You can easily calculate the energy cost of seasonal usage, in this case air conditioning. Whether you use all electric or have a combustion source for heat, such as natural gas or propane, using your power bill is a handy tool.

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You will need to have a twelve month history of your power consumption. Most invoices will have a graph that will allow you to approximate the usage, although you may need to call your utility for the information. You will be determining your baseload consumption and seasonal consumption. Baseload consumption are things that don’t vary with the seasons like lighting, the refrigerator, and other appliances. Seasonal energy use includes heating and cooling. We will focus on cooling here and the energy costs associated with it.

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With twelve months of electricity consumption in front of you, find the three lowest months and add them together. Then divide this amount by three (this will give you an average for the lowest months of the year). Then multiply this amount by 12 for the approximate annual baseload energy usage. You now have your annual baseload figure. *Be careful here as some utilities will show daily usage by month, in which case you will need to multiply this baseload figure by 365 to get the annual figure. You will need to read your bill to determine if you need to do this.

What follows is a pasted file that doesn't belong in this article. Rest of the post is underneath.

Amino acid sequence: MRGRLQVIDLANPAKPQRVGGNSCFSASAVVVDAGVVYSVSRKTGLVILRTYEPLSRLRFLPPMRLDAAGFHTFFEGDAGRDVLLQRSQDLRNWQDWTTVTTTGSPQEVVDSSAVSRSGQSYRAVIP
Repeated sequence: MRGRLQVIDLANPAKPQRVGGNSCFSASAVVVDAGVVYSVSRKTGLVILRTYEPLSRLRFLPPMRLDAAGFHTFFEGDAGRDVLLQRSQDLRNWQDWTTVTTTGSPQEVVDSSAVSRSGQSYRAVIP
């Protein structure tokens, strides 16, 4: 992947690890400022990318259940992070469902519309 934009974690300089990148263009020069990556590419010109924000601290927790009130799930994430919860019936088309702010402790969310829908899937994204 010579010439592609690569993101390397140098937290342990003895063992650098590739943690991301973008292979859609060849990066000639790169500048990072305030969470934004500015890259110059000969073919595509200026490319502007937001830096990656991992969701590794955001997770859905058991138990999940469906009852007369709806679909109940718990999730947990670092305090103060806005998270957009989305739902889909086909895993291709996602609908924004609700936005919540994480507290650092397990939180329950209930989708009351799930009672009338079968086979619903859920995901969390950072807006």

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To determine the seasonal use for your cooling, add the actual kWh (Kilowatt hours) used for all twelve months to arrive an an actual electric usage. Now we just need to subtract our baseload figure from the annual figure to arrive at the seasonal consumption in kWh. Then multiply this kWh by the cost on your power bill to get your dollar cost of seasonal cooling.

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